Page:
Visit http://www.suleikhasnyder.com and follow Suleikha on Twitter, @suleikhasnyder.
Farha Hasan is a writer based out of Boston of South Asian descent. She was born and bred in the South Asian community in Toronto and has a degree in business and a passion for books. Her creativity and her passion for the written word first took her into advertising and then research. A slave to fiction Farha has been reading and writing short stories since she first learned to hold a pencil. The Mother-in-Law Cure is her first Novel.
Sara Naveed is a romance writer.
Dipankar Mukerjee founded Readomania as a platform for new writers. He is a management graduate from IIT Madras, and has worked for the consulting industry for almost eight years, with organizations like IBM and Ernst & Young, before taking the road less travelled, to pursue his passion for reading and writing. He has started a new literary social network, www.readomania.com, a platform for encouraging more and more new authors from the region. This region has traditionally been the land of storytellers and a lot of us have an inherent skill of creating good plots, good stories and good narrations. With a little encouragement and support, many more authors will be widely read and attain a place in the sun. This is the essence of Readomania-an initiative that nurtures emerging stars of the literary world.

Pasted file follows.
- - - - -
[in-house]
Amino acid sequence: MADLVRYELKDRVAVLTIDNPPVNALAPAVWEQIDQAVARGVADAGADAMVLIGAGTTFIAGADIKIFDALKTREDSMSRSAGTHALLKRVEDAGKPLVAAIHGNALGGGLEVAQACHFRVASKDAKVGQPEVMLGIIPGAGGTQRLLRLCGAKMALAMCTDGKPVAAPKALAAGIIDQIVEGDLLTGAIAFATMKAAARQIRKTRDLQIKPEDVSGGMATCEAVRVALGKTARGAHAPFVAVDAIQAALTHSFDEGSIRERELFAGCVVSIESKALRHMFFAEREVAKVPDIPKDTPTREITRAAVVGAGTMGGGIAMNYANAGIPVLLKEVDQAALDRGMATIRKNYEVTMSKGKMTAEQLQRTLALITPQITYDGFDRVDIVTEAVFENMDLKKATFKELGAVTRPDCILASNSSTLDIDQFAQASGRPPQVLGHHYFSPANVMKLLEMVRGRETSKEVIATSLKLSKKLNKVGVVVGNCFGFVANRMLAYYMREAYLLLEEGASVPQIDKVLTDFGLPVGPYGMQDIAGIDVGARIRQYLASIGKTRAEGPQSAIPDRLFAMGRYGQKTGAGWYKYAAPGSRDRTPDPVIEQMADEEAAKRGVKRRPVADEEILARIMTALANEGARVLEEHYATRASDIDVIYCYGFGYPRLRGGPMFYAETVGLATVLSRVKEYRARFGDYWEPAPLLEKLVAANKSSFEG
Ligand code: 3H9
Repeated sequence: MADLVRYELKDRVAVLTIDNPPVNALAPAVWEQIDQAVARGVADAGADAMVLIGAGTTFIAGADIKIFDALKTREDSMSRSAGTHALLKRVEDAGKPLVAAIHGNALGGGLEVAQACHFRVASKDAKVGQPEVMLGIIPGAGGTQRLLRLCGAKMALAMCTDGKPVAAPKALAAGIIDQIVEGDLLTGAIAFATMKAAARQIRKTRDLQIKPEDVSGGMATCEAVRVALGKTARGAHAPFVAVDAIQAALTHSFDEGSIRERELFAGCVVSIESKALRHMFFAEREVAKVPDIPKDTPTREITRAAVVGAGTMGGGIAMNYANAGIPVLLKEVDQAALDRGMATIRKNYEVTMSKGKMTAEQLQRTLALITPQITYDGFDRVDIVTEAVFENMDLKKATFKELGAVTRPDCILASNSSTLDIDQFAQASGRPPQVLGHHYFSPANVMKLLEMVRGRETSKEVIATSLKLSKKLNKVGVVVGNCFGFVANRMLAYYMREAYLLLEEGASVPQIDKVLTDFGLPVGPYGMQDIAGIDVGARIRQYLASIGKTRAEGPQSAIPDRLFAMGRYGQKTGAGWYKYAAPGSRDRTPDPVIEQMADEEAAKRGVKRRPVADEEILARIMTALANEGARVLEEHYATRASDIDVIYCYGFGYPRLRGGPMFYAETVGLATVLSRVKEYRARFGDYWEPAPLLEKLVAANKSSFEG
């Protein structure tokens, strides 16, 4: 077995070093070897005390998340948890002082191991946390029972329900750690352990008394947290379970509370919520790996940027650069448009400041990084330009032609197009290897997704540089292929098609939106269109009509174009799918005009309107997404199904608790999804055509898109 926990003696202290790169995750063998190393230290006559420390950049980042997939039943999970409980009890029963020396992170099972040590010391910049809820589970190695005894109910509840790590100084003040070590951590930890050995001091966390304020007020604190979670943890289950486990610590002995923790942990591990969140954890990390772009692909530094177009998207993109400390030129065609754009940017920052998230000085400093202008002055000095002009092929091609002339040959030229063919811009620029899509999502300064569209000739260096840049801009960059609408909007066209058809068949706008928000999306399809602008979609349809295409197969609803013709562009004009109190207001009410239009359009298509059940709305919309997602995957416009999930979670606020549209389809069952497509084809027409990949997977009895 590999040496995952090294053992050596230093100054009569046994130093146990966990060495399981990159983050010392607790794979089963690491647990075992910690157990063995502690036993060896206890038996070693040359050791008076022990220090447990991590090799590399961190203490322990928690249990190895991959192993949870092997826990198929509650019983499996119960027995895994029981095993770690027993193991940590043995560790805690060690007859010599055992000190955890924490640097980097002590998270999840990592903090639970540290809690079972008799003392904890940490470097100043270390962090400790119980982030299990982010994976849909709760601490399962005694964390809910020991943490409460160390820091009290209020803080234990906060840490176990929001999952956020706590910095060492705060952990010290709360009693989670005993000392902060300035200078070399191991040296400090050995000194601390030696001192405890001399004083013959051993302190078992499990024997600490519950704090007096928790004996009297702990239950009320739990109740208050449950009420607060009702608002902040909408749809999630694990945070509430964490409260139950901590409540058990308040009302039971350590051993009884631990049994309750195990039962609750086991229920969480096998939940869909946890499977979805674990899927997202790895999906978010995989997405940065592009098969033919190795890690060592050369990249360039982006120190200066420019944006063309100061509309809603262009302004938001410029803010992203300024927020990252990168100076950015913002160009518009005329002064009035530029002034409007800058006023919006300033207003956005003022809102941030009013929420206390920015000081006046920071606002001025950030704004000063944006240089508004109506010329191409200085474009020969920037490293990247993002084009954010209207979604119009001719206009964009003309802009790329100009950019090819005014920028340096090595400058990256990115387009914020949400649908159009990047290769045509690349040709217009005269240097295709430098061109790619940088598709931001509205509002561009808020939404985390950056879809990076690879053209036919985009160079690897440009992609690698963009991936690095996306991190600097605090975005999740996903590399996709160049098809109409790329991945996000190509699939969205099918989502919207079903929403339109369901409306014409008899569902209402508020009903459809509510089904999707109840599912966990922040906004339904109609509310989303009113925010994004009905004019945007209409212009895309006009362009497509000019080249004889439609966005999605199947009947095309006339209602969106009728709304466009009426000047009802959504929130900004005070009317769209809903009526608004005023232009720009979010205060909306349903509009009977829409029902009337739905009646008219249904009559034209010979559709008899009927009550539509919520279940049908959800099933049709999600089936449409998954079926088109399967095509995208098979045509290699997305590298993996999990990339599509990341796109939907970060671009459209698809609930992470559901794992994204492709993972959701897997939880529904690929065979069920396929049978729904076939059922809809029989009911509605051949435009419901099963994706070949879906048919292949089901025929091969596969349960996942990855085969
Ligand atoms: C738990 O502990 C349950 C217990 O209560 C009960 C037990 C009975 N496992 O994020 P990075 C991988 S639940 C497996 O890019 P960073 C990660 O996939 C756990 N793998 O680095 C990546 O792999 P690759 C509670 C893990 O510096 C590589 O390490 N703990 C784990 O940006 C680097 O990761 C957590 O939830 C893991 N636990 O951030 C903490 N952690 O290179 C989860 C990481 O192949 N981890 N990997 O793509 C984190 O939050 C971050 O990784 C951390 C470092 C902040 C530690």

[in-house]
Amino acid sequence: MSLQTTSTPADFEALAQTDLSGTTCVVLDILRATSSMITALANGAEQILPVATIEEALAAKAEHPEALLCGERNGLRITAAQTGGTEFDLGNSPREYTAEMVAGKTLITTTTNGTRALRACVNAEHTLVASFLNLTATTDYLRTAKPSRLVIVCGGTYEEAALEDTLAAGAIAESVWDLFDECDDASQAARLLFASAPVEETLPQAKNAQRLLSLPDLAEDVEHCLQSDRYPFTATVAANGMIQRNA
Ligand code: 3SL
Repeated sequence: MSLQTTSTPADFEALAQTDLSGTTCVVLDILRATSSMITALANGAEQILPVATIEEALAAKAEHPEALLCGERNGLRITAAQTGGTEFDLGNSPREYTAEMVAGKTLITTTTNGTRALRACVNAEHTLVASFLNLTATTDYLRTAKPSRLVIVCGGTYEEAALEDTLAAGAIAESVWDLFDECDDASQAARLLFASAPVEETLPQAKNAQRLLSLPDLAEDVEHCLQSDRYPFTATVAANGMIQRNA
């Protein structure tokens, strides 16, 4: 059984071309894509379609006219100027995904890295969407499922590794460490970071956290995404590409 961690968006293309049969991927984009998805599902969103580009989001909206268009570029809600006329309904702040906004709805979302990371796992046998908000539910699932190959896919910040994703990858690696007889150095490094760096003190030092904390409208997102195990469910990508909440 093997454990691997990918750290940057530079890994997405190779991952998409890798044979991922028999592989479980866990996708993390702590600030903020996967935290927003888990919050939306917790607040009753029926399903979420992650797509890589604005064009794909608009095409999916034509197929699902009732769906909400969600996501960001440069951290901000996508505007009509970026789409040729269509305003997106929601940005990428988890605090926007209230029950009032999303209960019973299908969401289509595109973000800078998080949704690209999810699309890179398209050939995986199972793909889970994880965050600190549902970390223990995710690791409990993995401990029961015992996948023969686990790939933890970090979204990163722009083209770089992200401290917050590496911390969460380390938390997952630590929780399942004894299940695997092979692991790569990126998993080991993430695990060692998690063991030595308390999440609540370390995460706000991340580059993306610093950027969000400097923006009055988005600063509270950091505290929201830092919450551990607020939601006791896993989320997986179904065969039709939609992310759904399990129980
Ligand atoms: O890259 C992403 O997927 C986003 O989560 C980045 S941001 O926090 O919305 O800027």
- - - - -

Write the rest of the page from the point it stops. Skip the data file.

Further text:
The site also has a lot in store for the reader. Since the content is edited and curated, readers get quality reads on a platter. The variety on Readomania is impressively vast; we have romance, emotions, thrills, travel, humour and drama. Accessing Readomania makes for a perfect break of fifteen minutes from your daily grind. Read a story and unwind. It is appropriate to say, Reading gives us some place to go when we have to stay where we are. Readomania epitomises this thoughtby transporting you to new worlds of on the wings of your imagination. Visit us at www.readomania.com and enjoy a whole new world of literature.
Readomania’s first book, Chronicles of Urban Nomads has been critically acclaimed in India. Our next book, Crossed & Knotted, will be India’s First Composite Novel, is up for a release in India in January of 2015.